What does it mean to be an adult woman today? Is it an age or a stage? Parenthood, a steady partner, a career or a home of one’s own? Julie, the central character in The Worst Person in the World, shimmies through her 20s to arrive at her 30th birthday with none of these. She’s unmoored, restless, fancy-free – a romantic adventurer and the charismatic subject of a story that is traditionally told about men. As Julie herself puts it, lobbing a grenade into a cosy gathering of her older lover’s friends: “I feel like I know everything about male problems. It’s in all the books and movies. Where’s the menstrual period, orgasm and desire?”
They’re all here, in an existential comedy of metropolitan twentysomething life from the Norwegian director Joachim Trier that has had Hollywood royalty queuing up to pay homage. “It’s so brilliant and it wrecked me. I was crying in a way that was like, weird,” said Dakota Johnson. Jamie Lee Curtis enthused: “This is a marvel of a movie… a deep look inside self-love and what drives us.” But, for all that Barack Obama listed the film among his favourites of 2021, it might all have seemed a little too wafty, a little too hung up on male handwringing, were it not for the transfixing central performance of Renate Reinsve.
Previously unknown beyond Norway, the 34-year-old actor has captured the zeitgeist just as surely as the lovers in Sally Rooney’s Normal People, winning the best actress award in the film’s first outing to last summer’s Cannes film festival. “There is energy, there is something extraordinary, vivacious in her performance. Something alive that you just can’t define, but you can feel it,” said Isabelle Huppert at the time.
Reinsve’s achievement is all the more startling given that the film offer came through the day after she had decided to give it all up. “After acting school, I did some really great theatre. But somehow I ended up in film and TV doing a lot of roles that were mostly one-dimensional functions of the plot. So I had actually decided to quit. I had this big moment where I made that decision to do something else. And the very next day, Joachim called me. It was the weirdest coincidence,” she says.
She’s in London for a Valentine’s weekend charm offensive, just days after learning that she is up for her second best actress award, one of two Bafta nominations for the film, which has also just bagged Oscar nominations for best original screenplay and international feature film. There’s a sense that the whole production team have been ambushed by their own wildest desires: the interview is scheduled for Saturday morning at two days’ notice, and there’s a scurrying along the corridors of the Soho hotel that has become their temporary base camp.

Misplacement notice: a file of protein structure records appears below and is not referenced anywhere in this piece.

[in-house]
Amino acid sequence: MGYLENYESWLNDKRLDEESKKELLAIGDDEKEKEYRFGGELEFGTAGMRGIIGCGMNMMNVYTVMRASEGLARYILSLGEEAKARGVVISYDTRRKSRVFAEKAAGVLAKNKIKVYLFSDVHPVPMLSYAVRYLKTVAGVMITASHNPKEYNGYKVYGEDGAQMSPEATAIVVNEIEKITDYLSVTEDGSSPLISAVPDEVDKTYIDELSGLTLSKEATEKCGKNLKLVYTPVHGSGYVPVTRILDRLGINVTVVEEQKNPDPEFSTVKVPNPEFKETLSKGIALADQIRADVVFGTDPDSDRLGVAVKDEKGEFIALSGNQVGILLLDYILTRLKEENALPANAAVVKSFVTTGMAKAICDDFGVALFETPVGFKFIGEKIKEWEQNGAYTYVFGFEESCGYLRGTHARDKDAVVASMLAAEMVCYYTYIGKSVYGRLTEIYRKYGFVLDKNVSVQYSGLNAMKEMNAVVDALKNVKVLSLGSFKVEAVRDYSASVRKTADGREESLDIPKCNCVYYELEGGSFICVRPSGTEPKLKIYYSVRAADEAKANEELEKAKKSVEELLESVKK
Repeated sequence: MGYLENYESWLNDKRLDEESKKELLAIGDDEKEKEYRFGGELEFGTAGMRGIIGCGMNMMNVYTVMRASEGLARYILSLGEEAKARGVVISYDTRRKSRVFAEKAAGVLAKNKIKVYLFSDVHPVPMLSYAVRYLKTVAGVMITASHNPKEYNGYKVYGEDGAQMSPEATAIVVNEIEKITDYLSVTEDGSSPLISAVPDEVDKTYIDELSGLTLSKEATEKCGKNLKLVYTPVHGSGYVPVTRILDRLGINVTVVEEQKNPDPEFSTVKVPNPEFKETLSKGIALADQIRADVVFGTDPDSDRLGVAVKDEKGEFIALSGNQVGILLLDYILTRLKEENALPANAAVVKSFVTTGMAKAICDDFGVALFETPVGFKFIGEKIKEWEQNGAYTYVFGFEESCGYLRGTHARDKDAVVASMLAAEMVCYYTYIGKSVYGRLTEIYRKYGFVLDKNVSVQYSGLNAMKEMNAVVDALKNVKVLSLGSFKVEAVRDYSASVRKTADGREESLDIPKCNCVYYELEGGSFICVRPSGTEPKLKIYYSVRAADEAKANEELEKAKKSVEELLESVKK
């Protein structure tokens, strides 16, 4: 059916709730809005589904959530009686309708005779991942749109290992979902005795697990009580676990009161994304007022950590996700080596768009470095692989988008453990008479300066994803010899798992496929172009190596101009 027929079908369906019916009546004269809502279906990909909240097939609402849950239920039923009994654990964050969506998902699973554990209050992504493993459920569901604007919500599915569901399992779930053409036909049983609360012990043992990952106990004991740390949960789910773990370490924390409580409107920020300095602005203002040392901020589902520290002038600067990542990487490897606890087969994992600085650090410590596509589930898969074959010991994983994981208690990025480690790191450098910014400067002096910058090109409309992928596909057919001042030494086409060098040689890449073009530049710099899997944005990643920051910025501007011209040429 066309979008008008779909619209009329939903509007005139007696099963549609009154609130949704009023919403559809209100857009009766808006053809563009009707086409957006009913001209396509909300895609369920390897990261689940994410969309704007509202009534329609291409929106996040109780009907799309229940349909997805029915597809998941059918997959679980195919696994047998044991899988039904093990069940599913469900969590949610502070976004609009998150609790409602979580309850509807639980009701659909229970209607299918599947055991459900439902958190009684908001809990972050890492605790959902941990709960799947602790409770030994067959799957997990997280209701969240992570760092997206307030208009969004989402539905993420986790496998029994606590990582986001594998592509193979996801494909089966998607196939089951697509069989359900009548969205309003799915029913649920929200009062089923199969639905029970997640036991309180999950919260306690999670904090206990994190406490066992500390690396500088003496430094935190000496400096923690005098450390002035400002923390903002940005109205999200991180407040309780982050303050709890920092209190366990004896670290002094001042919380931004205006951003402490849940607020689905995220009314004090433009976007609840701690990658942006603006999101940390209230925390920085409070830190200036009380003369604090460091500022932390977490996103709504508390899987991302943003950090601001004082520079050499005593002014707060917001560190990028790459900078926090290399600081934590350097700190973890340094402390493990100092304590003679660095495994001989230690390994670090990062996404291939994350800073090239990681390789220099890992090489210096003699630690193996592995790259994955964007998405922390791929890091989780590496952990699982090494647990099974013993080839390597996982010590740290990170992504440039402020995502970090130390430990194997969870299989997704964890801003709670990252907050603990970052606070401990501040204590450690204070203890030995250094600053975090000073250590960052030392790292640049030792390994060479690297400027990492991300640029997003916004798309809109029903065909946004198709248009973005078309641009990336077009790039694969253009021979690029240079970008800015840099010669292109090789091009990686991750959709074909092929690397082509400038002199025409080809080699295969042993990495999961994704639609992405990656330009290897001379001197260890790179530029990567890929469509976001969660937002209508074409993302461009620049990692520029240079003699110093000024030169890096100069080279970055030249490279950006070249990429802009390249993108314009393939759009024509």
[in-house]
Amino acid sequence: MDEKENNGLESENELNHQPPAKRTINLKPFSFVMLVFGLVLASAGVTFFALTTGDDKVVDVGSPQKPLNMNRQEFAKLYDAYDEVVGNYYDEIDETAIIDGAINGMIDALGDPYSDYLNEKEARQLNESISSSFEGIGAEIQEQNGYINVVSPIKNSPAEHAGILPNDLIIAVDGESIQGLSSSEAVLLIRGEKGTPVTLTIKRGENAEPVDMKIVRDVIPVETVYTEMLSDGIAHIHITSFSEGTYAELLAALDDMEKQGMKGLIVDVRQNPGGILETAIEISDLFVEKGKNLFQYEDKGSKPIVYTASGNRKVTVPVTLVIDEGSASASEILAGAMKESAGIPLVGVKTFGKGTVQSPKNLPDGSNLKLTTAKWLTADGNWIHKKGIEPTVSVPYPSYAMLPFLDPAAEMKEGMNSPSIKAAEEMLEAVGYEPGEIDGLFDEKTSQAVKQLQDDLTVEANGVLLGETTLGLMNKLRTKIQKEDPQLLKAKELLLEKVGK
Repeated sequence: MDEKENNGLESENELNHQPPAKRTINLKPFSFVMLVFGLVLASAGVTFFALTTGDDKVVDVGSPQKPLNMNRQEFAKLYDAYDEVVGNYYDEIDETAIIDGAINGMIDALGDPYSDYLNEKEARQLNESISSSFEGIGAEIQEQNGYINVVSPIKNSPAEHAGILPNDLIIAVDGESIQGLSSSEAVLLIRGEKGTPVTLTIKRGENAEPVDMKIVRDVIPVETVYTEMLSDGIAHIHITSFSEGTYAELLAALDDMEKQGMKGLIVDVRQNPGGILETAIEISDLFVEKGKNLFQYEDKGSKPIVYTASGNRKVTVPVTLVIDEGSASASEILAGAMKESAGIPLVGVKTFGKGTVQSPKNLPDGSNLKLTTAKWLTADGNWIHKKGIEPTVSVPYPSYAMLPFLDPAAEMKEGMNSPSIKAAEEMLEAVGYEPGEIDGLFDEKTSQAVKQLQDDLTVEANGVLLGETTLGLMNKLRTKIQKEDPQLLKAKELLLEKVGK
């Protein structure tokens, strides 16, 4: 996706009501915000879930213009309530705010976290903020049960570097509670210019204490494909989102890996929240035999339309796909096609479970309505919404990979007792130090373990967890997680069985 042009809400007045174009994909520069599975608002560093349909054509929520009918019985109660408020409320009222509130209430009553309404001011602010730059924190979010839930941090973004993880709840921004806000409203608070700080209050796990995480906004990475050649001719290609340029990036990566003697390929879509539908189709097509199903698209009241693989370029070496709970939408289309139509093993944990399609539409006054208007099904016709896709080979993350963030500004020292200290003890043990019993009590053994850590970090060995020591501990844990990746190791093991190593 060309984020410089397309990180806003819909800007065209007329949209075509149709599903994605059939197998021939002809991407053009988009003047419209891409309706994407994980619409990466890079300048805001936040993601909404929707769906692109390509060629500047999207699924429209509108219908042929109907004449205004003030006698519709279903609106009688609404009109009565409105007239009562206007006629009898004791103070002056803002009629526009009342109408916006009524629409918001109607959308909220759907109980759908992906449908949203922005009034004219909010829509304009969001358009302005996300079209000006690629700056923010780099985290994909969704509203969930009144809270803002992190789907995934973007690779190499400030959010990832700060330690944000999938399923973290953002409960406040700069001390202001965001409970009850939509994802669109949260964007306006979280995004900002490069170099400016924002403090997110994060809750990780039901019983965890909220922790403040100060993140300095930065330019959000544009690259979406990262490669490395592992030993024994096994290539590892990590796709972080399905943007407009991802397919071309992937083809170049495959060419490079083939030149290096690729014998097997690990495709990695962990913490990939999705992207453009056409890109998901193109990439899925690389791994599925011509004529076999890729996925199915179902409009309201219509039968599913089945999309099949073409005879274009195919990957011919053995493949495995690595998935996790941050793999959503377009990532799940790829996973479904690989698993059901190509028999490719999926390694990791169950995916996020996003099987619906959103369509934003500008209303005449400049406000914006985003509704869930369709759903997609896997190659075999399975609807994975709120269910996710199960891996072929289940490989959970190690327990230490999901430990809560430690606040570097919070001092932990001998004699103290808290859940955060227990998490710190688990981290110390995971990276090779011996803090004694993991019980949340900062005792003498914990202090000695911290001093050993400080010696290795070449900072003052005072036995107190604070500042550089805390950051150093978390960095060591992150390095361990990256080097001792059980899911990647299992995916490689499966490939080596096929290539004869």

When our conversation is delayed for half an hour because Reinsve has insisted on a change of costume mid-photoshoot, I wonder if success might have gone to her head. But the woman who breezes into the room in a slinky beige trouser suit is open, unaffected and wryly amused by the fact that she now has a stylist in tow. The problem, it turns out, was a dress with puffy arms. “It looked really cute. But I don’t know… I just needed to feel a little bit cooler today,” she says.
For an actor with no previous experience of the promotional merry-go-round, The Worst Person in the World poses a particular challenge, raising repeated questions as to how close Reinsve’s own opinions and values are to Julie’s. In 12 “chapters”, bookended by a prologue and an epilogue, the film interrogates such millennial issues as: “Can you be a feminist and still enjoy oral sex?” At its heart is Julie’s push-pull relationship with a comic-book artist, Aksel (Anders Danielsen Lie), whose very different perspective on life is shaped by the fact that he is 15 years older than her. He has made his name with underground comics she finds sexist; he wants to have children, but his attempt to integrate her with his social circle gives her a glimpse of family life that appals her.